A Glimmer of Hope

Bill Neinast


Currently, there is much ado about what the first 100 days of the Trump administration will bring.  But what about the first three days?  That is all we have as this column is being written.

First, his inauguration speech was a surprise.  In his short 15 minutes of acceptance, there was a hint that he might act presidential from that time forward. Shortly after leaving the steps of the capitol and the reviewing stand, however, he was back on his twitter account.

The subject this time was the size of the inauguration audience.  Trump was upset because the media was not reporting the audience as the largest ever.  Never mind that the audiences for both of Obama’s inaugurations were larger than Trump’s, the new President thought the report was not fair.  

His tweet on the subject was followed by the White House’s first press briefing.  Sean Spicer, the Press Secretary, attacked the gathered media, telling them that they had misreported the number of people who had attended the inauguration.  He claimed, as did Trump, that Friday’s attendance numbers were the largest ever—a statement that is demonstrably false.

He took no questions from the reporters before storming out of the room.  

Someone needs to tell President Trump that this is no way to start a presidential term of office.  Previous actions, however, indicate that such advice would fall on deaf ears.

Unfortunately, actions on the other side of the aisle are no better than those originating in the White House.

More than 60 Democrat members of Congress refused to attend Trump’s inauguration because, in their words, he is not a “legitimate” president.

How juvenile and dumb can adults be?  This is like the reaction of a Pee Wee League team losing a game.  The loss is always someone else’s fault, the umpires made bad calls, the other team fielded ineligible players, or anything except that the losing team just did not play well.

Representative John Lewis and others think Trump is in the White House only because of the unthinkable, illegal Russian interference in the election.  No thought is given to the facts of Trump  rolling over 15 primary opponents without any Russian meddling and that Republicans now control 2/3 of the state capitols.  

The possibility that a majority of the voters who trudge to the polls are beginning to believe that Democrats no longer listen to or represent productive, self-sufficient citizens never crosses Lewis’ and other’s minds.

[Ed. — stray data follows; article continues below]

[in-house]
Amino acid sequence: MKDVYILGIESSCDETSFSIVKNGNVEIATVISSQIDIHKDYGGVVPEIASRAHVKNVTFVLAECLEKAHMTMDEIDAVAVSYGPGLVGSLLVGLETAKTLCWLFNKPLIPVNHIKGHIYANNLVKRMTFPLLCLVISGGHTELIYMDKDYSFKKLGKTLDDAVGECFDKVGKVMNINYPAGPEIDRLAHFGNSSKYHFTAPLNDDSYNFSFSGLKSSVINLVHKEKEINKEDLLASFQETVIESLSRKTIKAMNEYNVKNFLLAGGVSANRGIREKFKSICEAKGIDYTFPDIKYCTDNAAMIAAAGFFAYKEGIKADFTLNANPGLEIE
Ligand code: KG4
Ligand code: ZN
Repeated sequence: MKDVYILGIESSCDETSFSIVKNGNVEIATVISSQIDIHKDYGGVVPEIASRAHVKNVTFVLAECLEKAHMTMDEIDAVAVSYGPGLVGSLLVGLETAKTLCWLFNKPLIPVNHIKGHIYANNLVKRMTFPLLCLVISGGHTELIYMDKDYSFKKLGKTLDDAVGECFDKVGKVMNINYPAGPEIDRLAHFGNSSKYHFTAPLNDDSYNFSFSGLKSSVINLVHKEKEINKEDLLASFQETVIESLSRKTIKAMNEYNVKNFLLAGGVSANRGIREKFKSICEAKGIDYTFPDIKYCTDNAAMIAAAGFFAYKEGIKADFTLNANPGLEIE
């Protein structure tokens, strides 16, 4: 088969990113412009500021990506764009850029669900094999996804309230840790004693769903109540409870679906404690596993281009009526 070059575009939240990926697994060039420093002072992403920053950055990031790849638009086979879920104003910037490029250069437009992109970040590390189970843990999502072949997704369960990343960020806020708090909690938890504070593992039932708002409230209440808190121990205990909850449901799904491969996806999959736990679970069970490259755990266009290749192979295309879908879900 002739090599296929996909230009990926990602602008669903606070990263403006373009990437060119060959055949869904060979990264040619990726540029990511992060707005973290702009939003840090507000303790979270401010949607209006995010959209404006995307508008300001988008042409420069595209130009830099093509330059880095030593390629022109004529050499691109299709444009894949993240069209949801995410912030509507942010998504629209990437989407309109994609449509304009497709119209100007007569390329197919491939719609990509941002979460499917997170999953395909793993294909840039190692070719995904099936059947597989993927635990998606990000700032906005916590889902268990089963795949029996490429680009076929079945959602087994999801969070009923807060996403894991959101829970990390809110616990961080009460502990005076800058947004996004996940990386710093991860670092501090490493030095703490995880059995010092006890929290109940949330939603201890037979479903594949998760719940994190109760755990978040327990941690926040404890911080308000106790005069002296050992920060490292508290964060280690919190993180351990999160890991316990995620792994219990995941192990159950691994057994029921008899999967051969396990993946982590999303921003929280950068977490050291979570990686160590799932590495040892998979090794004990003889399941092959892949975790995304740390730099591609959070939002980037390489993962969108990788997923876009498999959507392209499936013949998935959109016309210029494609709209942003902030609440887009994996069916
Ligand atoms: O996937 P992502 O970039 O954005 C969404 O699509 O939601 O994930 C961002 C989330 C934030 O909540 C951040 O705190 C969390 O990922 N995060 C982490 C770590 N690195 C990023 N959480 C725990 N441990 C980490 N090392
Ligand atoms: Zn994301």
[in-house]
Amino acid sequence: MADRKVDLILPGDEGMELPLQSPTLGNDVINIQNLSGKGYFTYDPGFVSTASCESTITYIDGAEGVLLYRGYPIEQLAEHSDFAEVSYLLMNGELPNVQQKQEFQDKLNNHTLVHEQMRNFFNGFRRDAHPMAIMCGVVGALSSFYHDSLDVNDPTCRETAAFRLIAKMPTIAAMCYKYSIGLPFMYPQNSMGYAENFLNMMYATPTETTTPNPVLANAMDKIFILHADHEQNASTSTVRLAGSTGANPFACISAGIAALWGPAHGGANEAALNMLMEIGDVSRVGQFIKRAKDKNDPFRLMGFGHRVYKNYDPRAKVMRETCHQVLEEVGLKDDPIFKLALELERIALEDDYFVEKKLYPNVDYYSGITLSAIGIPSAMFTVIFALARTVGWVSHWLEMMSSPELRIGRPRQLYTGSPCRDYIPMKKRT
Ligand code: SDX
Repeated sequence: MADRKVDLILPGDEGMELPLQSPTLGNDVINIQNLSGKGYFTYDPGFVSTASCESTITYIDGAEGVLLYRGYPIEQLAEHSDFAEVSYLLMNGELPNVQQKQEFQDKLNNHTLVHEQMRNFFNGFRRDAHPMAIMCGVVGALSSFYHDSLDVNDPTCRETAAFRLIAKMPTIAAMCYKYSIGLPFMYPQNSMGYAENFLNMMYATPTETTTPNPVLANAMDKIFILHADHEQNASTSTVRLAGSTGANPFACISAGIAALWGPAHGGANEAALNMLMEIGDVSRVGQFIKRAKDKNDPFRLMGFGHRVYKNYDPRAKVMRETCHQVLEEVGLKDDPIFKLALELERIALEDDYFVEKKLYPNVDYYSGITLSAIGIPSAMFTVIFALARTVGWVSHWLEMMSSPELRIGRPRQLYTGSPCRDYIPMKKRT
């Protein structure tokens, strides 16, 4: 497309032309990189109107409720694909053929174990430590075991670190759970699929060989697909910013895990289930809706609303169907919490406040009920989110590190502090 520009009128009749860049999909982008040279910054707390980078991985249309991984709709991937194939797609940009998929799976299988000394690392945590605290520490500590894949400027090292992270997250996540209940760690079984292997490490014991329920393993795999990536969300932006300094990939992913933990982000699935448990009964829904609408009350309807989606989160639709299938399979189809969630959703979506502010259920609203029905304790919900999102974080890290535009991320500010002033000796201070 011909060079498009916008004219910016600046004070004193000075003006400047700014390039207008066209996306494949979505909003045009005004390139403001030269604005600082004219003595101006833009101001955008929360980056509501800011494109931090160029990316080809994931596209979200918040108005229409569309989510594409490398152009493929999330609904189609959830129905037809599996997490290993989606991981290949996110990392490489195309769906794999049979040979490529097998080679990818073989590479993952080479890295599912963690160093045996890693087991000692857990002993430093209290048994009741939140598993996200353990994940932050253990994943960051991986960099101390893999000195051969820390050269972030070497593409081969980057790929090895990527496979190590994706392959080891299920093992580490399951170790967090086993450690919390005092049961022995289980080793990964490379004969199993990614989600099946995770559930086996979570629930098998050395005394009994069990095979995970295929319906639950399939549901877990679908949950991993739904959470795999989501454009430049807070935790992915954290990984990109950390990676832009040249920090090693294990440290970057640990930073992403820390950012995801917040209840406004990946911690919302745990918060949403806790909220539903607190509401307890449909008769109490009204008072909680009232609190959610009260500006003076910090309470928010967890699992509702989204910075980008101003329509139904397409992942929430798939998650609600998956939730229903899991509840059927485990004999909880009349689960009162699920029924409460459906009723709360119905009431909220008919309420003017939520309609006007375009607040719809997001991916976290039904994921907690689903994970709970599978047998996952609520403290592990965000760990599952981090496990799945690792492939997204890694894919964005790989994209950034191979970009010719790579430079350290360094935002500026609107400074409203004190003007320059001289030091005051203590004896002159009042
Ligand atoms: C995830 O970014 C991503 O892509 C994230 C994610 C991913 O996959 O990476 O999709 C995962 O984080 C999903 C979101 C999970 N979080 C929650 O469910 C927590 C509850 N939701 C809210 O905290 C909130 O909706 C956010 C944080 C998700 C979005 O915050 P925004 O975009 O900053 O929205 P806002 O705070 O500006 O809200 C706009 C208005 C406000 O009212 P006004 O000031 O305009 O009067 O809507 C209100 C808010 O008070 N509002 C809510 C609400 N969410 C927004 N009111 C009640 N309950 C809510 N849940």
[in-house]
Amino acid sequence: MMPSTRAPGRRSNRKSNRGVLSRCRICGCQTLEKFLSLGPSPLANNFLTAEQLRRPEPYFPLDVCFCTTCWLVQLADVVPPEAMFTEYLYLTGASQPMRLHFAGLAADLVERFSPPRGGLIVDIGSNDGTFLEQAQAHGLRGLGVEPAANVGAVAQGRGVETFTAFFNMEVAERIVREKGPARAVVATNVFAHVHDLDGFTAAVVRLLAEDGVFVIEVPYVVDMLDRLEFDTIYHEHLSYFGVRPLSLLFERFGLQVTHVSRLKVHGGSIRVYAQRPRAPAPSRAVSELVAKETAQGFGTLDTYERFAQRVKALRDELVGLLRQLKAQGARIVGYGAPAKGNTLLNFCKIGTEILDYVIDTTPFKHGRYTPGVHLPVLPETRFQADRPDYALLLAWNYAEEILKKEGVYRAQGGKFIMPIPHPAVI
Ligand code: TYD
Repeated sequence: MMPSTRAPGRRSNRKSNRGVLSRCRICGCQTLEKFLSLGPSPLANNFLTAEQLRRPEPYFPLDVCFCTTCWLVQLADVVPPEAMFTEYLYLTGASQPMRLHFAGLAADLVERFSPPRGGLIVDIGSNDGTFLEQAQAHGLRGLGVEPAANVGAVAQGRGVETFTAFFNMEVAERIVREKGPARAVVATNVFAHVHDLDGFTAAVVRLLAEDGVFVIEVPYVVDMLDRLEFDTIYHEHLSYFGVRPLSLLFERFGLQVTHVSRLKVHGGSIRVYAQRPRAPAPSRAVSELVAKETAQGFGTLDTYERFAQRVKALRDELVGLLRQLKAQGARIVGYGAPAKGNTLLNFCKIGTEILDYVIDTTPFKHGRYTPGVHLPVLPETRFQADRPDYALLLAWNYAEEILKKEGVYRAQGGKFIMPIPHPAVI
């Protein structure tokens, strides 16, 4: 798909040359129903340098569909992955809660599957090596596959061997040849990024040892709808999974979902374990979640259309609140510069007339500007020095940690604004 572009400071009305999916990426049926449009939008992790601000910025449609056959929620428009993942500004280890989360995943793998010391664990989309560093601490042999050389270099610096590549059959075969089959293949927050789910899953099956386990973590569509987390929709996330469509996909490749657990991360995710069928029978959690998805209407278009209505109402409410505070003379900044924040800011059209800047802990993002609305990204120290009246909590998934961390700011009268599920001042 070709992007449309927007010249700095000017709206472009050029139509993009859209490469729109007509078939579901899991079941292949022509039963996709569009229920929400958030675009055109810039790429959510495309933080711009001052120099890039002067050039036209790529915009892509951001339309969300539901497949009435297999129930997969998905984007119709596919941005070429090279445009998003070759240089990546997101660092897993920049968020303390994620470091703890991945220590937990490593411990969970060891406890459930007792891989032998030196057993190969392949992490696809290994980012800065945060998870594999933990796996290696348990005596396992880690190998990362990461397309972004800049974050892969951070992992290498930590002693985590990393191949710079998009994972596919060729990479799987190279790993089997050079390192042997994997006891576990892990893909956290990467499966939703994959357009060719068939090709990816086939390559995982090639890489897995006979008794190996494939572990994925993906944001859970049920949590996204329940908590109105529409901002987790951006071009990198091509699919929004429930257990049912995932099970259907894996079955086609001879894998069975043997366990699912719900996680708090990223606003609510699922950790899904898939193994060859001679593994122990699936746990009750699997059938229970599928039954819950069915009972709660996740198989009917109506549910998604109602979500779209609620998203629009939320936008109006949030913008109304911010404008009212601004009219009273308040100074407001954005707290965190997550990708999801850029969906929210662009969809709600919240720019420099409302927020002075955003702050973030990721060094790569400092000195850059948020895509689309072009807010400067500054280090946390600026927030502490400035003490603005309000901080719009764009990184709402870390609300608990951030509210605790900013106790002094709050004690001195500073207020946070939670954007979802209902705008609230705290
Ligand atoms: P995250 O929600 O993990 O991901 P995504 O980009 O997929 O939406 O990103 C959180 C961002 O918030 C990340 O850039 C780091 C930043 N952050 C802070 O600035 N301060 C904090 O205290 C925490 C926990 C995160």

The Democrats’ boycotting of the American tradition of peaceful transfers of power is aggravated by the senators, under the leadership of Chuck Schumer, delaying the installation of Trump’s cabinet. 

Trump broke the records on vetting and nominating individuals to head his cabinet departments.  He began the process within the first week after his election by the Electoral College.  As of the writing of this column, however, only two have been confirmed by the Senate.  By contrast, seven had been approved by the first day of Obama’s first term.

The confirmations are being delayed by Schumer’s stalling tactics even though he and his colleagues acknowledge that, with one possible exception, all of the nominees will be approved. 

Finally, as already noted, Trump’s short inaugural speech was not soaring rhetoric that will be enshrined in history.  It was, however,  one of the most presidential like statements he has made during the entire election cycle.

Unfortunately, some of his media critics did not see or hear it that way.  Chris Matthews, who has made his dislike of Trump very clear,  refers to the inaugural address as “Hitlerian.” 

This just shows Matthews’ ignorance of Hitler’s beliefs, actions, and rhetoric.  Hitler’s objective was to subject the German population to his dictatorship and to murder any who stood in his way.   

By contrast, the theme of Trump’s speech was to return power to the people—to all the people—and to move power out of Washington.  What could be more anti-Hitlerian?

So here’s the perspective.

Except for the ridiculous hubbub over the size of the inauguration, the first three days of the Trump presidency offered a glimmer of hope for a productive, profitable four years.


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